The experience of society shutting down like it has has reminded me of a certain Star Trek episode, when the doctor finds herself alone on the ship, after everybody else on the ship disappears, one by one. Of all my family members, I think it's probably hardest for my wife, Reiko. I have an active social life when I'm on tour, and my spring tour plans all appear to have been canceled, so I'm spending much more time at home than I normally would in a typical spring. But I'm also fairly accustomed to a certain form of social isolation. During the seven or so months of a typical year that I'm home, I rarely have substantial interaction with people other than my wife and kids, except in emails or on social media or the very occasional phone call. Though I do generally have blocks of time free for reading, writing, and playing music -- what I generally refer to as "working" for the purposes of household operations -- this time actually exists because of the social engagement of everybody else in the family. Even the baby.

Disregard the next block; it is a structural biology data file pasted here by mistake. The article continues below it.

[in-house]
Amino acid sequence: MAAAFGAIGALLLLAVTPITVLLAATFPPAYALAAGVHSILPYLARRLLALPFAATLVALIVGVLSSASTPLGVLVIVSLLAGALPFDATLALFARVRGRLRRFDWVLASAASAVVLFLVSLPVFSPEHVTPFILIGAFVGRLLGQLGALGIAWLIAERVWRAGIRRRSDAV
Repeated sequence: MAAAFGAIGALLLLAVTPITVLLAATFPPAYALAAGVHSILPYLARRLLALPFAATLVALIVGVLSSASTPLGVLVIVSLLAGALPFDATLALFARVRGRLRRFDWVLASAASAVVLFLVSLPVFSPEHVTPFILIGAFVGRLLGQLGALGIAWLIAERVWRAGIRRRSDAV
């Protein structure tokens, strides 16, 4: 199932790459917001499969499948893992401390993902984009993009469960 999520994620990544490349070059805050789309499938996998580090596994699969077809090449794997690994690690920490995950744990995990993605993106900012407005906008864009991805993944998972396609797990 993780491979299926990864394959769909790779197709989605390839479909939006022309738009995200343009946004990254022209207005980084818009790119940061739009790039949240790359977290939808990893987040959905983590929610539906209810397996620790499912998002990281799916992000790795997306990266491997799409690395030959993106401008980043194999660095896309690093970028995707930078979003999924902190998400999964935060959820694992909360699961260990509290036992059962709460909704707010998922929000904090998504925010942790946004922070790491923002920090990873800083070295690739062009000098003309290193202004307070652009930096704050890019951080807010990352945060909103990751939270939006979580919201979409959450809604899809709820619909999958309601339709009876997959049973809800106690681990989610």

But that's all gone, or on hold. It began in weird fits and starts. At first it seemed it would only really be relevant for pop stars and politicians. "No gatherings of more than a thousand people" was being thrown around as a virus-limiting concept. OK, so I won't be singing for any protests, then, but the tour can go on. Then it was no gatherings of more than fifty, suddenly. Most of my gigs are still safe, theoretically, but would anyone come to them, me and so many other touring musicians wondered simultaneously. Then it was twenty -- tour canceled. Then they closed the schools. Then they closed everything else, and told us all to stay home.